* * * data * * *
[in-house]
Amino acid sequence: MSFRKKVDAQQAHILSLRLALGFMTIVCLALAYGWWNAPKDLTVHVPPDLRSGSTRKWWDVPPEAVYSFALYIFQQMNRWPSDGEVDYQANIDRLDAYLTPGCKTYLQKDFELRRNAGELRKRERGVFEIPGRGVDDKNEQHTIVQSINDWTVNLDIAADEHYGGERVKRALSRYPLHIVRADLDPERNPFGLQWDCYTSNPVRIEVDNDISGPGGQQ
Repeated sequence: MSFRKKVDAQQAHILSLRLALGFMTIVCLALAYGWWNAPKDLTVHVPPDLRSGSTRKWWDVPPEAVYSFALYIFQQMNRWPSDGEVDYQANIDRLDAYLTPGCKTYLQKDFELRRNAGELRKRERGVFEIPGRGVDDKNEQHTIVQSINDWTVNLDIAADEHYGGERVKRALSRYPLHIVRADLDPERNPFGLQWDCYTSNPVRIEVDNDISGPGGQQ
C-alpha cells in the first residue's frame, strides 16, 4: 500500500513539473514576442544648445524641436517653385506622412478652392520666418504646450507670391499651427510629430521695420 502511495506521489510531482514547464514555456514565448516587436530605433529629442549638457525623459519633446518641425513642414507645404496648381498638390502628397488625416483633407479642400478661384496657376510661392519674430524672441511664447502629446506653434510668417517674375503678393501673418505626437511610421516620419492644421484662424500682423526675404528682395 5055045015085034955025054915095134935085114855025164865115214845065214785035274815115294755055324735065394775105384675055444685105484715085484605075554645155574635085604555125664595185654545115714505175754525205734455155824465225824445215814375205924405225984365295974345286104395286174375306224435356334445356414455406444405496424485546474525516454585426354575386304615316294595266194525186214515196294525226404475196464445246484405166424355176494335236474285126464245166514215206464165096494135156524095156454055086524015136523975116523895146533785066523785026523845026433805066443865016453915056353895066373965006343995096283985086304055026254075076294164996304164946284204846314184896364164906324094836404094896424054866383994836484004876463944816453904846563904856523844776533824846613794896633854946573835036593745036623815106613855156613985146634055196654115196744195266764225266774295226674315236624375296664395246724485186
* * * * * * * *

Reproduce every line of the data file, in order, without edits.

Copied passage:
[in-house]
Amino acid sequence: MSFRKKVDAQQAHILSLRLALGFMTIVCLALAYGWWNAPKDLTVHVPPDLRSGSTRKWWDVPPEAVYSFALYIFQQMNRWPSDGEVDYQANIDRLDAYLTPGCKTYLQKDFELRRNAGELRKRERGVFEIPGRGVDDKNEQHTIVQSINDWTVNLDIAADEHYGGERVKRALSRYPLHIVRADLDPERNPFGLQWDCYTSNPVRIEVDNDISGPGGQQ
Repeated sequence: MSFRKKVDAQQAHILSLRLALGFMTIVCLALAYGWWNAPKDLTVHVPPDLRSGSTRKWWDVPPEAVYSFALYIFQQMNRWPSDGEVDYQANIDRLDAYLTPGCKTYLQKDFELRRNAGELRKRERGVFEIPGRGVDDKNEQHTIVQSINDWTVNLDIAADEHYGGERVKRALSRYPLHIVRADLDPERNPFGLQWDCYTSNPVRIEVDNDISGPGGQQ
C-alpha cells in the first residue's frame, strides 16, 4: 500500500513539473514576442544648445524641436517653385506622412478652392520666418504646450507670391499651427510629430521695420 502511495506521489510531482514547464514555456514565448516587436530605433529629442549638457525623459519633446518641425513642414507645404496648381498638390502628397488625416483633407479642400478661384496657376510661392519674430524672441511664447502629446506653434510668417517674375503678393501673418505626437511610421516620419492644421484662424500682423526675404528682395 5055045015085034955025054915095134935085114855025164865115214845065214785035274815115294755055324735065394775105384675055444685105484715085484605075554645155574635085604555125664595185654545115714505175754525205734455155824465225824445215814375205924405225984365295974345286104395286174375306224435356334445356414455406444405496424485546474525516454585426354575386304615316294595266194525186214515196294525226404475196464445246484405166424355176494335236474285126464245166514215206464165096494135156524095156454055086524015136523975116523895146533785066523785026523845026433805066443865016453915056353895066373965006343995096283985086304055026254075076294164996304164946284204846314184896364164906324094836404094896424054866383994836484004876463944816453904846563904856523844776533824846613794896633854946573835036593745036623815106613855156613985146634055196654115196744195266764225266774295226674315236624375296664395246724485186